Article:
World News Day (September 28) is a global campaign to amplify the power and impact of fact-based journalism. But one day is not enough.
We have seen digital media giants moving into the Canadian media landscape, siphoning off much needed advertising revenue, upending the traditional funding models that supported newspaper publishing and broadcast TV.
At the same time, foreign streaming companies have taken advantage of outdated broadcast legislation that allowed them access to the Canadian market without paying their fair share back into the Canadian media production, as traditional broadcasters are required to do.
While the Canadian media landscape has been upended, journalists and media workers have faced increasing levels of harassment and abuse, much of which is rooted in toxic sexism, racism, Islamophobia, homophobia, transphobia, and xenophobia. The rise of extreme right-wing populism has weaponized the notion of “free speech,” and the harassment of journalists and media workers is often coordinated and orchestrated by right wing leaders and demagogues.
Right-wing conservative opposition have cried out for freedom and independence, all while undermining journalists as “fake news,” denying them access to events, and even going so far as to incite harassment and abuse.
Journalism and local news are a public good. They are the foundations of a working democracy, and any attempts to undermine them must be seen as attempts to erode and destroy our democratic and free society.
The Canadian government has struggled to reform and update Canadian broadcast policy, and more media outlets are closing every week, or shuttering local outlets that provide essential community news. After years of conversation and consultations, the federal government has finally passed the Online Streaming Act and the Online News Act, two pieces of much needed legislation that will – in different ways – help create a fairer and more stable funding model for Canada’s media outlets.
Unifor media members and leadership fought hard for these important pieces of legislation, despite concerted counter campaigns from the digital media and streaming giants and their supporters. The union will continue to fight for fairer, sustainable and long-term funding models that support media outlets across the country, from small, independent voices to national-level, mainstream outlets.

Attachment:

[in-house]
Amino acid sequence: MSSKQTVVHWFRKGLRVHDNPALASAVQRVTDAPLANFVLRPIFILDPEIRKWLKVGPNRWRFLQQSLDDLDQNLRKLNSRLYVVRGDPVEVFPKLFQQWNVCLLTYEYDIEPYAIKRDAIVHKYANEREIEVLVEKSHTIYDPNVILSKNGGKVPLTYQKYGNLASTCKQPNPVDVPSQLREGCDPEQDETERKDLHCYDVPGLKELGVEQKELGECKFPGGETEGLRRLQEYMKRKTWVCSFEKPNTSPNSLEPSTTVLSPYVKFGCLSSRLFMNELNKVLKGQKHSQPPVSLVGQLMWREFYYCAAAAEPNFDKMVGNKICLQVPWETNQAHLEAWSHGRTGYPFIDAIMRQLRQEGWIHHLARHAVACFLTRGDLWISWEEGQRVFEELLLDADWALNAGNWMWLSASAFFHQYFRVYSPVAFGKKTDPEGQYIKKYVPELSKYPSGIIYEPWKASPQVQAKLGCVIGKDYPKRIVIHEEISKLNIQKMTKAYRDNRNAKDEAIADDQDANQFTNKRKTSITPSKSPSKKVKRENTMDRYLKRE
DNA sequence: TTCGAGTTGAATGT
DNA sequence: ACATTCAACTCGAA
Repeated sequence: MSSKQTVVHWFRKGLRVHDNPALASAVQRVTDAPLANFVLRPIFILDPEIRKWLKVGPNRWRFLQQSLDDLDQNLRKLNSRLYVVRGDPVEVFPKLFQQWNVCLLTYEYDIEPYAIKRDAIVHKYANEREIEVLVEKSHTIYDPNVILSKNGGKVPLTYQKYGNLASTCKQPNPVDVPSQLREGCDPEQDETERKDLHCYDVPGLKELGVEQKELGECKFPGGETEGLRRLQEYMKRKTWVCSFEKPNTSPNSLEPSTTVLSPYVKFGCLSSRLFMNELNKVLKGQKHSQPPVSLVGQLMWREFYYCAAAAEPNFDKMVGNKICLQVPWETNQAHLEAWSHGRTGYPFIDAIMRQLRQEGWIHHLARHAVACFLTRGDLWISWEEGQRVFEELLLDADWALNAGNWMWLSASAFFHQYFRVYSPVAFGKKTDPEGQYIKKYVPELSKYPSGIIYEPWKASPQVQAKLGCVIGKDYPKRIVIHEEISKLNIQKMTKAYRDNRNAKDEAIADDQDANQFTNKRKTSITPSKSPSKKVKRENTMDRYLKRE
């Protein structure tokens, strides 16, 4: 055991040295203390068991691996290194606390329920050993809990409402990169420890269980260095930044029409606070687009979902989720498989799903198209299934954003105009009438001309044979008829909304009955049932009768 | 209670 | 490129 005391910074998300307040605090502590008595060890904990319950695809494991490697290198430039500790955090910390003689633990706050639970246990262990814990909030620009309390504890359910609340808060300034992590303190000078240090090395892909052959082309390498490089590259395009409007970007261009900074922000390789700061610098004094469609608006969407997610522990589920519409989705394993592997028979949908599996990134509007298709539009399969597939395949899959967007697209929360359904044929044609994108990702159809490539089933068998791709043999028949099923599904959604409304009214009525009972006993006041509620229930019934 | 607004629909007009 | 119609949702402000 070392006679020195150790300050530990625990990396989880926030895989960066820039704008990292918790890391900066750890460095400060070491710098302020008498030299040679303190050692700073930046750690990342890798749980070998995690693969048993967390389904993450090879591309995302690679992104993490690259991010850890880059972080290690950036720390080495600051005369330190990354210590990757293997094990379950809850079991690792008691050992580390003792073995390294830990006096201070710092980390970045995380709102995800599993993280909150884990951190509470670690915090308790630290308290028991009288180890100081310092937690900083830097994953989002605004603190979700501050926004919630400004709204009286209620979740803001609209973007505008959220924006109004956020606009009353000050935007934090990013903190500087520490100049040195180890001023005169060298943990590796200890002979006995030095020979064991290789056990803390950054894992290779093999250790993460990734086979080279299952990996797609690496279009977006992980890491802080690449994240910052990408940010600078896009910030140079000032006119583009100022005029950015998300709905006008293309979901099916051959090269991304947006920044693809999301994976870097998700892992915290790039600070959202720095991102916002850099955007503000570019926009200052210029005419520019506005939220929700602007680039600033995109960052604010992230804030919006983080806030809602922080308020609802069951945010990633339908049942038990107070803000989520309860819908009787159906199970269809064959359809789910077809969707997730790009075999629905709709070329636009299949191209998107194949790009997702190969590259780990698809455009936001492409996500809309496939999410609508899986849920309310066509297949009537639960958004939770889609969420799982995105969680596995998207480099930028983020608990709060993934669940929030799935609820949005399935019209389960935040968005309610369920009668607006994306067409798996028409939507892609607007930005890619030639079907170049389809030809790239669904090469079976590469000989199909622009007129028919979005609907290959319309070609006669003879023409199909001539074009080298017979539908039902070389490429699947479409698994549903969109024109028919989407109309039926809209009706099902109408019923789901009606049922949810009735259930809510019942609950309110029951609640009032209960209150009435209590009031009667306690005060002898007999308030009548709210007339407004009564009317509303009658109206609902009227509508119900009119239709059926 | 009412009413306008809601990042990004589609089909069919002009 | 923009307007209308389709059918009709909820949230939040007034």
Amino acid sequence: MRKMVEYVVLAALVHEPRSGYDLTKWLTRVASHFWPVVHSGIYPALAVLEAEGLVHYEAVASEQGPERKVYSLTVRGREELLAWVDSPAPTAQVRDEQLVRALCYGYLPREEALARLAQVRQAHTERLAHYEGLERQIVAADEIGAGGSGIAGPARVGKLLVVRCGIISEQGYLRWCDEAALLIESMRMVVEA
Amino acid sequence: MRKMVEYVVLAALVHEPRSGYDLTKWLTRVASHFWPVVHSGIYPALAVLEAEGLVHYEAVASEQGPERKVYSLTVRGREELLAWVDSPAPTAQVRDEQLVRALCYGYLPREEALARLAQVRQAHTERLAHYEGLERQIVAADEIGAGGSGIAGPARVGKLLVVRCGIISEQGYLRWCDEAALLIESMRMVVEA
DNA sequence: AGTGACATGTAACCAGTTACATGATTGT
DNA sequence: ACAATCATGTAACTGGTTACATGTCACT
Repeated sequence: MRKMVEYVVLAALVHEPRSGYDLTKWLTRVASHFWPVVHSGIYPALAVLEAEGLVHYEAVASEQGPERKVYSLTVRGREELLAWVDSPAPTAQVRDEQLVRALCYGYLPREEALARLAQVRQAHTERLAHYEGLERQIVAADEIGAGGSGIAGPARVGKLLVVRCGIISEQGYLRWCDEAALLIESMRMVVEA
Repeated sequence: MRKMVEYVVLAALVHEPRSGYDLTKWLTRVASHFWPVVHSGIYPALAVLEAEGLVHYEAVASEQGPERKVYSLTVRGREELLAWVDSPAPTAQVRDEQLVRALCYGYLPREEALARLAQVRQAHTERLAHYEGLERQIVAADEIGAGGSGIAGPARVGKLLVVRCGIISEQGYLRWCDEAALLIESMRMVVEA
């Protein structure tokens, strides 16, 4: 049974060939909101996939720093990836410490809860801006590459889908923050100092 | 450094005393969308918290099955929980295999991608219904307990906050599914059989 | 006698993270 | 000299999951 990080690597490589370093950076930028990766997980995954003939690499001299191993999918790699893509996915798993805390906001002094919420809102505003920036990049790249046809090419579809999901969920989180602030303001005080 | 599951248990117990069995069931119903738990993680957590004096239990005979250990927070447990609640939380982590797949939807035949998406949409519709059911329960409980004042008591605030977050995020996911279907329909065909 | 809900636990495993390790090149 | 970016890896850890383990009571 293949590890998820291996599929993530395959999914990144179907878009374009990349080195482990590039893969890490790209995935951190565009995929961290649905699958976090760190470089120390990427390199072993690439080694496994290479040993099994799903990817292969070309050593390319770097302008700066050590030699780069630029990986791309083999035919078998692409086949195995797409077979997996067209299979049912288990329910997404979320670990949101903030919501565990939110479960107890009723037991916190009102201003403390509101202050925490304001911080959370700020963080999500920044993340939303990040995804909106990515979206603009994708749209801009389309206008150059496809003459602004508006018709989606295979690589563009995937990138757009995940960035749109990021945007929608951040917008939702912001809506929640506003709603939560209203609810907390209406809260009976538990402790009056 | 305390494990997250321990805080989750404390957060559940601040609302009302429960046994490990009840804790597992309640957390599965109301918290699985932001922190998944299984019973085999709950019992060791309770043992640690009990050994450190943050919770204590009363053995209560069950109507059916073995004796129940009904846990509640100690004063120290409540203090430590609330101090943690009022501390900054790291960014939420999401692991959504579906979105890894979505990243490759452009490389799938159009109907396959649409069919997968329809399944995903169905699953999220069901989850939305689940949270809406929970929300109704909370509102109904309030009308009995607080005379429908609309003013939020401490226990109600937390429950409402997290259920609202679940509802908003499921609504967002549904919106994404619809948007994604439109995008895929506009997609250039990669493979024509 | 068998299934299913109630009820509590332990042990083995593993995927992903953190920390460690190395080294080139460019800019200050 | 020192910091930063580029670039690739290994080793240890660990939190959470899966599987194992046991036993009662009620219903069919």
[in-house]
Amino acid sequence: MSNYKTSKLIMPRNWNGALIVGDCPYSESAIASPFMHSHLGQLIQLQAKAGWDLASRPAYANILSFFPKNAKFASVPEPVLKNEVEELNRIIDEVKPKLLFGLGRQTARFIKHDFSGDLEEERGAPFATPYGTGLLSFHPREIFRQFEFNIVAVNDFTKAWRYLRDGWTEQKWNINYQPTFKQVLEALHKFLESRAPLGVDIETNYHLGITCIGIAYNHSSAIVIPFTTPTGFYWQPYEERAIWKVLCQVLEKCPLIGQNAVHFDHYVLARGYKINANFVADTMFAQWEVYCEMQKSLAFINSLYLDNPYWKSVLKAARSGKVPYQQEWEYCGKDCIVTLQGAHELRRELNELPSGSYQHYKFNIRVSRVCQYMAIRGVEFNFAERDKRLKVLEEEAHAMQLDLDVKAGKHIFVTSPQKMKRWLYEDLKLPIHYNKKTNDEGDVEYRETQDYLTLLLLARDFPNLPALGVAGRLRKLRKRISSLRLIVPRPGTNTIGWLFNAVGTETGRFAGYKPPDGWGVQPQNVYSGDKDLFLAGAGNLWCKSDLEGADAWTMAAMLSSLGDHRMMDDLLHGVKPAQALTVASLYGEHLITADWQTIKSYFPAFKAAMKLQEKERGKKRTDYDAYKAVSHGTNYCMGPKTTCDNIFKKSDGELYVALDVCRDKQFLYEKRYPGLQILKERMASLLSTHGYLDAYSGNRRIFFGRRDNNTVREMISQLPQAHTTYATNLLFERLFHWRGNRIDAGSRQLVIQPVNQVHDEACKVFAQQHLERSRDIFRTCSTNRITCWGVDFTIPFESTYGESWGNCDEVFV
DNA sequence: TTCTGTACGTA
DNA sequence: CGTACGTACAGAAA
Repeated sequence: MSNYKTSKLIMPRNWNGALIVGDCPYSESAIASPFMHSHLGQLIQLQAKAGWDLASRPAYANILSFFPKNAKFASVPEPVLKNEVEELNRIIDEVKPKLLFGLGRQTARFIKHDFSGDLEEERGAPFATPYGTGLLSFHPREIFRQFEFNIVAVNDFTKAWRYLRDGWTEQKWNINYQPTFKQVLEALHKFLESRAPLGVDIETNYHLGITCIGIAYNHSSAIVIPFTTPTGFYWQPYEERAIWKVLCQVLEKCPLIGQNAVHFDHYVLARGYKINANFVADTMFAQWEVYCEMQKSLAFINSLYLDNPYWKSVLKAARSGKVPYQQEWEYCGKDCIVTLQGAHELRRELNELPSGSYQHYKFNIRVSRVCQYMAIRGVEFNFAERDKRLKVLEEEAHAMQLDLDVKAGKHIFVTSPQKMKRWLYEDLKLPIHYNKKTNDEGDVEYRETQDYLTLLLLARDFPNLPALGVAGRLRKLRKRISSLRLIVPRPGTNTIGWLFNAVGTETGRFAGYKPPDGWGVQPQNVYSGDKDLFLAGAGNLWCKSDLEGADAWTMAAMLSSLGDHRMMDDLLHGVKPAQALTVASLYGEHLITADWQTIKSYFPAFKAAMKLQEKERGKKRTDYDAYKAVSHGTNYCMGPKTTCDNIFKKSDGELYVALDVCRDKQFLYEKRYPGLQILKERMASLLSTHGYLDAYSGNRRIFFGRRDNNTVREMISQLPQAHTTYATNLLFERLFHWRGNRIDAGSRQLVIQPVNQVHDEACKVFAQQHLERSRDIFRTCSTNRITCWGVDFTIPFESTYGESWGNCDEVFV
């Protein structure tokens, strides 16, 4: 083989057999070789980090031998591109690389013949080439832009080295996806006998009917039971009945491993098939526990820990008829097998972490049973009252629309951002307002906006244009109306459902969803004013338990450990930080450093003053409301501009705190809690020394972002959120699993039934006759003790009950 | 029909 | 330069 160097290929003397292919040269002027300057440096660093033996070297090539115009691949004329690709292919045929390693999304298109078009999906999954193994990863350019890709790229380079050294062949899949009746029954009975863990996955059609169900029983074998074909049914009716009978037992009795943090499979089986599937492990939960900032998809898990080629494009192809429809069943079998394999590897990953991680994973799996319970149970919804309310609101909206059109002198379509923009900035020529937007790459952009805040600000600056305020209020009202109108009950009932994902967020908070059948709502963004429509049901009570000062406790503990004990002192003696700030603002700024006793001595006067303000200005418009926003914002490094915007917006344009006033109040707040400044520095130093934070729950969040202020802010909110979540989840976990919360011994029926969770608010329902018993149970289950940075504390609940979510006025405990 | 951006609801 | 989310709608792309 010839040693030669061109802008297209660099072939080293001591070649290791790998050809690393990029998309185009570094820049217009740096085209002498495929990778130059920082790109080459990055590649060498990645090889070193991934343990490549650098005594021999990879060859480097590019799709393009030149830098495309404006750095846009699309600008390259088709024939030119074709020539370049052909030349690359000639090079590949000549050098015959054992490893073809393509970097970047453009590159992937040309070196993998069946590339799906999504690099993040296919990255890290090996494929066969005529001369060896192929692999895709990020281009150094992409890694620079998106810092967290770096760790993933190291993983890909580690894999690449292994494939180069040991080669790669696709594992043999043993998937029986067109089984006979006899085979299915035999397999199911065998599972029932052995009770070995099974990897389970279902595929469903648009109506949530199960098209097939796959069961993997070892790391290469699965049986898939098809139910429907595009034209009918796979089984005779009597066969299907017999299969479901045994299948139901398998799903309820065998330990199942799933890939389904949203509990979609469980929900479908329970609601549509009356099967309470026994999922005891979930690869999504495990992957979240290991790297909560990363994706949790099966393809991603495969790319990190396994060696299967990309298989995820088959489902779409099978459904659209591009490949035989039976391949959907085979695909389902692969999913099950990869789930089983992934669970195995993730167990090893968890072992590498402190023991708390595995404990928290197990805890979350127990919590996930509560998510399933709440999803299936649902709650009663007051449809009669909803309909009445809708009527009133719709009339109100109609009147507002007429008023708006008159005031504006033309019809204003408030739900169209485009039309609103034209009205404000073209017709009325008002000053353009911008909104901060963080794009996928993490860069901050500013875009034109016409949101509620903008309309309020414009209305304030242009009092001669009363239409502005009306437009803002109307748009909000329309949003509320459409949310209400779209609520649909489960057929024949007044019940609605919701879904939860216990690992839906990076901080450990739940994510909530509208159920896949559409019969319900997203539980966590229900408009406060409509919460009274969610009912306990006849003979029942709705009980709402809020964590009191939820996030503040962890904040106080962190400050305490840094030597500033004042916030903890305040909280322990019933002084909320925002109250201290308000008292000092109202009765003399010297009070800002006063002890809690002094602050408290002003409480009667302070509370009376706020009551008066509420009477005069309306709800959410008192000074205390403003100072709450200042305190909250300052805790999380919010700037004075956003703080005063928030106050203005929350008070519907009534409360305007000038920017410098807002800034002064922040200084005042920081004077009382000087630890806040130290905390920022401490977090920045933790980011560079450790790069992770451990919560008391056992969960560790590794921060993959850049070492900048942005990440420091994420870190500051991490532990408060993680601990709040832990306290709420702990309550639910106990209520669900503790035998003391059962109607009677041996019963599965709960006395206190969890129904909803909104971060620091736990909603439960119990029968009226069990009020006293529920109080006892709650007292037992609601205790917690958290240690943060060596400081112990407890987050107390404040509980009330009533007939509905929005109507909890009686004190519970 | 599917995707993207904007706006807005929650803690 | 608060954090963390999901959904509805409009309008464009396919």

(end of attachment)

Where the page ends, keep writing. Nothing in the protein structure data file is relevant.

But we know we cannot rely solely on government. Unifor has been working hard for years to protect and promote fact-based journalism in Canada. In 2016, we launched our Media Action Plan, a public campaign driven by Unifor media locals, to fight to save local news and confronting harassment in journalism.
At the same time, our Media Council launched Help is Here, an online hub providing resources and supports for journalists and media workers who have been affected by harassment and abuse. Help is Here is aimed at Unifor members, as well as non-union and freelance media workers, because we know that harassment and abuse are an industry-wide problem.
Just this past August, Unifor’s Canadian Council – the annual gathering of our elected and leadership and delegates – passed a resolution committing to combat harassment against journalists and media workers, including developing and delivering a multi-media campaign that gives voice to journalists and condemns harassment, hate and abuse.
We are at a crossroads. It is no longer enough to talk about the importance of news, now is the time to fight for it. Fight for a sustainable funding model, fight the online digital giants for blocking access to Canadian news, fight against the harassment and abuse of journalists, and fight for our right to know what is happening at all levels of government.
Buy a newspaper, subscribe to a Canadian news outlet, or watch one of Canada’s many trusted newscasts and fight to keep journalism and our democracy healthy.